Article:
By varying the pressure placed on the patient, a tunable diaphragm will adjust, or tune, the sounds to allow you to hear either low or high frequencies. When holding the tunable diaphragm on a patient and pressing lightly, low frequency sounds will be transmitted.
Use the diaphragm of your stethoscope to listen to your patient's lungs.
- As you listen place the stethoscope on the upper part of the chest, then the midclavicular line of the chest, and then the bottom part of the chest.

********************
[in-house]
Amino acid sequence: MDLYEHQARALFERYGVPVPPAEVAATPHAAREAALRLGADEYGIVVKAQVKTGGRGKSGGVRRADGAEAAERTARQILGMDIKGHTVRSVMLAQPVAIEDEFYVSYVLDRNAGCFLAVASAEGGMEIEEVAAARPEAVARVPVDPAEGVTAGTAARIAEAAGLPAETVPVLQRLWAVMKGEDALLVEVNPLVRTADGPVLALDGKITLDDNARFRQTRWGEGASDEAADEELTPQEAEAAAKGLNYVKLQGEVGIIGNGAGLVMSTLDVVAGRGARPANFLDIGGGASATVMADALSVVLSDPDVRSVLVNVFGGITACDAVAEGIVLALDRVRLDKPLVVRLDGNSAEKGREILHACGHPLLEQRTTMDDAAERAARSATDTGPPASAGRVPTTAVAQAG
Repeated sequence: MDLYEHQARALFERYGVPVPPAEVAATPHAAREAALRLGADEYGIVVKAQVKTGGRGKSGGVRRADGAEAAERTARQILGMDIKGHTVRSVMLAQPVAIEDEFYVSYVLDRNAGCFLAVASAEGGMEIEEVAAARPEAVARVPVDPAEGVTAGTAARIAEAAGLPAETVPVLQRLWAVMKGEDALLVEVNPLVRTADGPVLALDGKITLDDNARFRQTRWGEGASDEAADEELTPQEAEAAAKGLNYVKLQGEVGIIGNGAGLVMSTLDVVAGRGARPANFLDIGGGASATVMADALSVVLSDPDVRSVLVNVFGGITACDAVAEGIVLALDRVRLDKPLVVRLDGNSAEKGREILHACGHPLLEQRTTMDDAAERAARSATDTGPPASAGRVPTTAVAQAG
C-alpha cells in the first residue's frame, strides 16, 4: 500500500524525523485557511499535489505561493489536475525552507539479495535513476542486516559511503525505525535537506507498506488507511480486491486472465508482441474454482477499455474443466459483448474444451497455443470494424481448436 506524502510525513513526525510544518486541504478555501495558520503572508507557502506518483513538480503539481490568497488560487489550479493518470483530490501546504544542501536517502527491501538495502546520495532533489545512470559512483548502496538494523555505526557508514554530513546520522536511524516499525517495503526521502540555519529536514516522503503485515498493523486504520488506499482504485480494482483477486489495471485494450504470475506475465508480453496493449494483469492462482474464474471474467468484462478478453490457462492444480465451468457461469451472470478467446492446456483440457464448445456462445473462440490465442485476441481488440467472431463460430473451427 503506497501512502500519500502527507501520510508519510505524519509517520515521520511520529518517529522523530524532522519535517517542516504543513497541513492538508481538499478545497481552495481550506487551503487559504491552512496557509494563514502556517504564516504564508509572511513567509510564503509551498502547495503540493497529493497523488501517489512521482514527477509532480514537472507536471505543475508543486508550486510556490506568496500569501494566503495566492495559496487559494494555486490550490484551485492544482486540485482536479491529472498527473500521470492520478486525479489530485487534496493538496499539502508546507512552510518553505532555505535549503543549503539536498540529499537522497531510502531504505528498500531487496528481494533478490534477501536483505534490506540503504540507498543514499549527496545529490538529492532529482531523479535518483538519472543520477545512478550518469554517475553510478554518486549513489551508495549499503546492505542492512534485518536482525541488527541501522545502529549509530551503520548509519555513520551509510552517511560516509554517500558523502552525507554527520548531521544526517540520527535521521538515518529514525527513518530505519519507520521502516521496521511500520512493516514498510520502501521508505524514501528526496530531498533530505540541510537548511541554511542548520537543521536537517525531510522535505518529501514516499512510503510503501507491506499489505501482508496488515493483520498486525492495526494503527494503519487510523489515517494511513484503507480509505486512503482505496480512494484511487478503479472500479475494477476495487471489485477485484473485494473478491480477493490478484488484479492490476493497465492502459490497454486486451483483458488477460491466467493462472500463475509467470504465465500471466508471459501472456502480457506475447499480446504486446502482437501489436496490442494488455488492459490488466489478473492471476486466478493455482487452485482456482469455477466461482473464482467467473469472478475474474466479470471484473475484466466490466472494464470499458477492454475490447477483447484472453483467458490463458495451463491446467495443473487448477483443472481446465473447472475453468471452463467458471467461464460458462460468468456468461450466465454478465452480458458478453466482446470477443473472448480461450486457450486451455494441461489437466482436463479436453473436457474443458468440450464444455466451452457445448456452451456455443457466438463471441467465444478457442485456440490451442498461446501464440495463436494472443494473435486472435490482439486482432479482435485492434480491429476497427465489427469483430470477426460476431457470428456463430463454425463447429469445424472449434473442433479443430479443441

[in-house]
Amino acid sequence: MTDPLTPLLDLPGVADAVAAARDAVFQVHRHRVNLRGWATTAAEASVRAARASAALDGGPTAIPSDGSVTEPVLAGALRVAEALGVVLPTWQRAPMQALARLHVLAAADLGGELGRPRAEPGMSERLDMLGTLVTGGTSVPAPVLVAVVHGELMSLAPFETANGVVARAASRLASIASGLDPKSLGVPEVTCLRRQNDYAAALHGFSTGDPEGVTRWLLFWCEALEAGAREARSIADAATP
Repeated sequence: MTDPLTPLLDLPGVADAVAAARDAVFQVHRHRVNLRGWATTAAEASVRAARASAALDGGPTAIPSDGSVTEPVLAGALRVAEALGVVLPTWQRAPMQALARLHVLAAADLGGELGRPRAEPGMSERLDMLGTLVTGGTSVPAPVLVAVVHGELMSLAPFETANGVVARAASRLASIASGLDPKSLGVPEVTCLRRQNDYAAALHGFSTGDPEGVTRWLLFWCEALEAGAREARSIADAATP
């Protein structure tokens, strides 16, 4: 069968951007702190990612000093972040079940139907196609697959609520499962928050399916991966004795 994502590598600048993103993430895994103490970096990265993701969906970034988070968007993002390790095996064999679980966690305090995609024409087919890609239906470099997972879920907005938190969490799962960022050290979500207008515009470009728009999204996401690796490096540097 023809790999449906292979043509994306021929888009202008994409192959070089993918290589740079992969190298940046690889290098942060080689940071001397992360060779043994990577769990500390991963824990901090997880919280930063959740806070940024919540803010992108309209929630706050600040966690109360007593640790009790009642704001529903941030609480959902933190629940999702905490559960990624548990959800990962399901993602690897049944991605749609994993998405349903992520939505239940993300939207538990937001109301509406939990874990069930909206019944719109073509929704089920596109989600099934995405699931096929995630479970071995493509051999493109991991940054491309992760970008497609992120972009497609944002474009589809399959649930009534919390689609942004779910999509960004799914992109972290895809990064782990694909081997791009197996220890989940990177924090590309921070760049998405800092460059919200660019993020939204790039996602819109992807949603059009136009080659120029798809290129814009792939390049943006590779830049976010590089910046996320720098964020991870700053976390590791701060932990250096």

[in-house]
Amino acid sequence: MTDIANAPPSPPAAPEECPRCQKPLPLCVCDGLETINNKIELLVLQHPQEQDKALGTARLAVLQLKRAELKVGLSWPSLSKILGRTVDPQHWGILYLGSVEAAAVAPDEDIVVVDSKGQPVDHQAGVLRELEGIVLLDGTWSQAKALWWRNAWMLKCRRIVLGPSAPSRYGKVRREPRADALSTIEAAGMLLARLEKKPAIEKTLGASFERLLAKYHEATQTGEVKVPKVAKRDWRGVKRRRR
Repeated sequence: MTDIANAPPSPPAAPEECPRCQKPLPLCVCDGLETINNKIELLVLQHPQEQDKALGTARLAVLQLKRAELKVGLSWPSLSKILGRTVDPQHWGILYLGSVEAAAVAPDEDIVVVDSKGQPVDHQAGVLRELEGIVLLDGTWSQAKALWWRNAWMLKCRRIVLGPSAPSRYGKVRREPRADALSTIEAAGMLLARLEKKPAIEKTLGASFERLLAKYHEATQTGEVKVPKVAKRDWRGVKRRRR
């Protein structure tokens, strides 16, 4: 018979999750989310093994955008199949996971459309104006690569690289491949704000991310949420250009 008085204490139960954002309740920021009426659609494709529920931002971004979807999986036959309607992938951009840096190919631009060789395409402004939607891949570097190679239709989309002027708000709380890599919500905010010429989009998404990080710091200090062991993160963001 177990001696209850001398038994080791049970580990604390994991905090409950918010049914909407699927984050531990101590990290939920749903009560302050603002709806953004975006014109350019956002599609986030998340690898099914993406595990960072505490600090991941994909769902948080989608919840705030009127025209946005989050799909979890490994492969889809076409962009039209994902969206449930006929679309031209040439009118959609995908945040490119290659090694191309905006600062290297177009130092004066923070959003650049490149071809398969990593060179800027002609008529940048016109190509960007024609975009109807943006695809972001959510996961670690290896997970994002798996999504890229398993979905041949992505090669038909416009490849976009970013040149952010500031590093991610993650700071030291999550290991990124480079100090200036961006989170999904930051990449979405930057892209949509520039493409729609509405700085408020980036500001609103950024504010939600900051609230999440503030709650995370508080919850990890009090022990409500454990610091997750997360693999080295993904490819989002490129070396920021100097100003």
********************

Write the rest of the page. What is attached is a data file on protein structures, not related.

- Make sure to compare both sides of your patient's lungs and note if anything is abnormal.
Wearing your scope for use Insert the earpieces so that they point forward towards the bridge of the nose. That will ensure the eartips fill the ear canal allowing for an uninterrupted sound pathway, and a snug aural fit to block outside noise.Oct 1, 2013
The main difference between the new Cardiology IV and the older Cardiology III is the better audibility. You can hear higher frequency sounds to help you learn more about your patients' health. The Cardiology IV has a thicker or higher bell which results in the better acoustics.